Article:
In 1945 after selling the B-series Rototillers and trademark to Graham-Paige Motors, Rototiller, Inc. converted to full time production of home garden size rototillers. Using the trademark of "Roto-Ette" the Troy based manufacturer redesigned its low speed version of the Home Gardener for this post-war model. Both the Roto-Ette and Home Gardener names are cast in the transmission case.

  In 1947 the Roto-Ette standard tiller with adjustable tool holders for tilling either 14" or 9" widths sold for $360.00. The Roto-Ette tiller and Roto-Buster with adjustable toll holders for tilling both 16" or 11" widths sold for $416.00.

Attachments offered were:
· 25" Lawn Mower
· 30" Field Mower
· 30" V-type Snow Plow
· 32" Blade-type Snow Plow
· and about 15 other items


  Late 1949 saw the introduction of the less expensive Model T, a two-wheel, four-speed machine to compete with the front-tine tillers flooding the market.. The Model T was sold for $194.50, a dollar a pound. The Model T tilled 16" wide and 6" deep

In 1952 the Model 2 and Model 3 was introduced.

  The Model 2 came with either the Briggs & Stratton model 8 like this one or Briggs & Stratton model 9 engine. Clinton engines were also used for a brief time at first. This early Model 2 also has a spring-loaded handle so the handlebars could be swung from side-to-side on the fly. The Serial Number is under the round "Lighting Change Front" plate. The Model 3 has a reverse gear.
Model 2


  The Model T, 2 & 3 had several attachments available. Such as this rotary mower. Thanks to Frank D. for this picture of him at about 5 years of age. Frank's Dad worked with Lyman Wood marketing the Roto-Ette.


Carl Kelsey was the driving force behind Rototiller Inc. but there were three other men that had an important role in its history.

  Ed Robinson who wrote the pamphlet "The Have-More Plan" in 1944 with his wife Carolyn developed this comprehensive guide to establishing a small family homestead, provide up to 75% of the family food in just a few hours a week, while working a regular non-farming job. This was the ultimate Victory Garden.

  Kelsey read the plan and decided this would be the perfect tool to spread the ideal of rototilling. Kelsey hired Robinson to write a new pamphlet and incorporate his Have-More plan with the Roto-Ette Rototiller doing the work. In 1952 the first pamphlet "A Little Power-A Lot of Living" was published. The second pamphlet "How To Do Wonders With A Little Land" was published in 1954.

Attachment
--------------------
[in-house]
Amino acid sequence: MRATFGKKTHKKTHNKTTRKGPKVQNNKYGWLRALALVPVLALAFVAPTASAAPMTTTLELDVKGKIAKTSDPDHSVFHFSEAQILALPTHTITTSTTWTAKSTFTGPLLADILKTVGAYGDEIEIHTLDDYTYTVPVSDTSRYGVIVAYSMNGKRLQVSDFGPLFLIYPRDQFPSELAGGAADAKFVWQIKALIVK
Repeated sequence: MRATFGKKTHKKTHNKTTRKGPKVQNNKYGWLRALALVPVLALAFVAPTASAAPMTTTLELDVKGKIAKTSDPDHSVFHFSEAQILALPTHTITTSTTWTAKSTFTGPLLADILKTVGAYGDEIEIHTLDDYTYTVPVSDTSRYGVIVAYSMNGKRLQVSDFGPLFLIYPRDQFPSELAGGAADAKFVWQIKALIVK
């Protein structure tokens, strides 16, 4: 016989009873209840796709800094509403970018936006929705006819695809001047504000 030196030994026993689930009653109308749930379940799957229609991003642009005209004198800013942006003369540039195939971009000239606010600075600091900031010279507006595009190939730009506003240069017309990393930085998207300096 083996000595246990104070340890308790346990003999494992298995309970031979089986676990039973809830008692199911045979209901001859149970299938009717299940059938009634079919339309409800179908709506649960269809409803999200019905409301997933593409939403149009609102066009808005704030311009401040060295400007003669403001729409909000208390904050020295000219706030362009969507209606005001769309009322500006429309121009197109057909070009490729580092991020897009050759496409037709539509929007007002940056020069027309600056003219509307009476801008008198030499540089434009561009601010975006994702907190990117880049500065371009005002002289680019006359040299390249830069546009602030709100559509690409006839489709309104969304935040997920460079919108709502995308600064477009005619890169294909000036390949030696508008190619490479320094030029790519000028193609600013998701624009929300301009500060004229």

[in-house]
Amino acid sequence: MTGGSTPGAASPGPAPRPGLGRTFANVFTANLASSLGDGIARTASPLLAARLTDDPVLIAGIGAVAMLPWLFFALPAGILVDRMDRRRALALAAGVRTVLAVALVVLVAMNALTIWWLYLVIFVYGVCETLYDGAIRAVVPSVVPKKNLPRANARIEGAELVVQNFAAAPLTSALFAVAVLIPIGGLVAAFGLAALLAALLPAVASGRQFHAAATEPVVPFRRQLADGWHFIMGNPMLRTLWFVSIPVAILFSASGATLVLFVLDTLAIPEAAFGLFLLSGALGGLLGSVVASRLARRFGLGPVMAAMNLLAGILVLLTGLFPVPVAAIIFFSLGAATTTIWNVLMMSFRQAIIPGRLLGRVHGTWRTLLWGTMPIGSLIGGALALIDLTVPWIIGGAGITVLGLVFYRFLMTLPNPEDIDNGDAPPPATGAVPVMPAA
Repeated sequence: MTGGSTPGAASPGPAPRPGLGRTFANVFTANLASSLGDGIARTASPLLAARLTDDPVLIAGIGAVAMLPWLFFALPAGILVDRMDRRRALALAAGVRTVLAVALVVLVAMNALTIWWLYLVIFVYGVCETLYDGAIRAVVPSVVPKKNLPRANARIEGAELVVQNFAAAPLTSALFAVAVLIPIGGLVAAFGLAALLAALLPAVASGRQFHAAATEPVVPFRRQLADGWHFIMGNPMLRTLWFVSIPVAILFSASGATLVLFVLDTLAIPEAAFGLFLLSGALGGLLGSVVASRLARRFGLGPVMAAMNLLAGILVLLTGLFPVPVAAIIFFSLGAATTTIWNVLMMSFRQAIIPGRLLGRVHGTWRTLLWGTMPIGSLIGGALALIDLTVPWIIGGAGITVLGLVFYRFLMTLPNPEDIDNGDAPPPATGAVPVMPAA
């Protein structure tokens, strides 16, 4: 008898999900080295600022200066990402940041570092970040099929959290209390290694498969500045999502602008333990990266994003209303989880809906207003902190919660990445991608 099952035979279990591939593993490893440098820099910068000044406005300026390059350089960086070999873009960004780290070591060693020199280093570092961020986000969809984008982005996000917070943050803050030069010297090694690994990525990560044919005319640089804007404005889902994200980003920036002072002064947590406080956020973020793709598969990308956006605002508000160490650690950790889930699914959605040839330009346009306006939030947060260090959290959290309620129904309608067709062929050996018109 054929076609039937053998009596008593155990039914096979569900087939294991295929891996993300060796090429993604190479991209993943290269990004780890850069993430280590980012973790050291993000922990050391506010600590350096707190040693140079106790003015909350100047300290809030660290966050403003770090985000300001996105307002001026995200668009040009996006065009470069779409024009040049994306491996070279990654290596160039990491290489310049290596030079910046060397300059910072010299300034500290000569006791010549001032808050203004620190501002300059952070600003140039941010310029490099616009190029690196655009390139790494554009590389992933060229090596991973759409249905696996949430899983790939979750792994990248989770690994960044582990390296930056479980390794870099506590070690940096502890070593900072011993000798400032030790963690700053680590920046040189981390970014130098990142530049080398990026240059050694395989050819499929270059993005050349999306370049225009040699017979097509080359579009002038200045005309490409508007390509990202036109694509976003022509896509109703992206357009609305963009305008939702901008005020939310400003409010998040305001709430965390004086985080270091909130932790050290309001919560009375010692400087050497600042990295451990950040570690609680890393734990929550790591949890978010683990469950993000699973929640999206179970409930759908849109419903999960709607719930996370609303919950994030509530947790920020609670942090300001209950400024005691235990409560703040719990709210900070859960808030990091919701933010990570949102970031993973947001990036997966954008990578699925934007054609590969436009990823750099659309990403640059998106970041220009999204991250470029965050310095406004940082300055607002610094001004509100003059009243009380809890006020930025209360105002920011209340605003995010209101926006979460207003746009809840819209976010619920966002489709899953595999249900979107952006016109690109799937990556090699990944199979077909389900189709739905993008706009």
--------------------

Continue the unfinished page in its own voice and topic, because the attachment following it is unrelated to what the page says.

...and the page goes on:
Lyman P. Wood and his Noroton Publishing company published the pamphlets for Rototiller Inc. Wood and his associates later were instrumental in the advertising and marketing of the Watco Trojan Horse and Troy-Bilt Rototillers.

And of course George Done, Rototiller chief engineer, who designed the Model T and later the Watco Trojan Horse

  Carl Kelsey retired in April 1957. He died thirdteen years later on May 17th, 1970 at the age of 89. Kelsey's first wife, Marion Sharwood, died in 1918 during the influenza epidemic. They had four children, Barbara, Marion, Anita, and C.W. Kelsey Jr., and nine grandchildren as of 1975. Anita Sharwood Kelsey married an British Colonial Police Offier, Penry Price, and lived in Nigeria after WWII for several years.

  Penry Price became President of the company after C.W. Kelsey retired. Anita Kelsey Price lives in California these days and has published her memoirs of her Nigerian Interlude.

  In 1959 Rototiller was now a public stock company, the Porter Cable Company of Syracuse, N.Y. purchased a controlling interest and the majority of the operation was eventually moved to Syracuse.

The machines had some cosmetic changes and model numbers changed to 123 and 133.

  Porter-Cable was acquired by Rockwell Manufacturing Co. of Pittsburgh in 1960. The rear-tine rototiller business continued to decline and Porter-Cable sold its Rototiller and small engine division to Moto-Mower Division (Richmond, Indiana) of the Dura Corp. of Detroit (formerly Detroit Harvester) according to a May 10, 1962 article in the Richmond Palladium-Item & Sun-Telegram.

In 1961 Rototiller, Inc. and the Roto-Ette trademark disappeared.

Watco Machine Products, Troy-Bilt,
and now MTD


  The manufacturing of rotary tillers at 102nd St. and 9th Ave. in Troy, New York didn't end with Rototiller®, Inc. demise. But that's another story, later.

For more information order my new book:

The Rototiller in America


You can ordered the book directly from me, the author, I also have copies listed on www.ebay.com
or from the publisher, Infinity Publishing, website www.bbotw.com,
a Print On Demand (POD) publisher.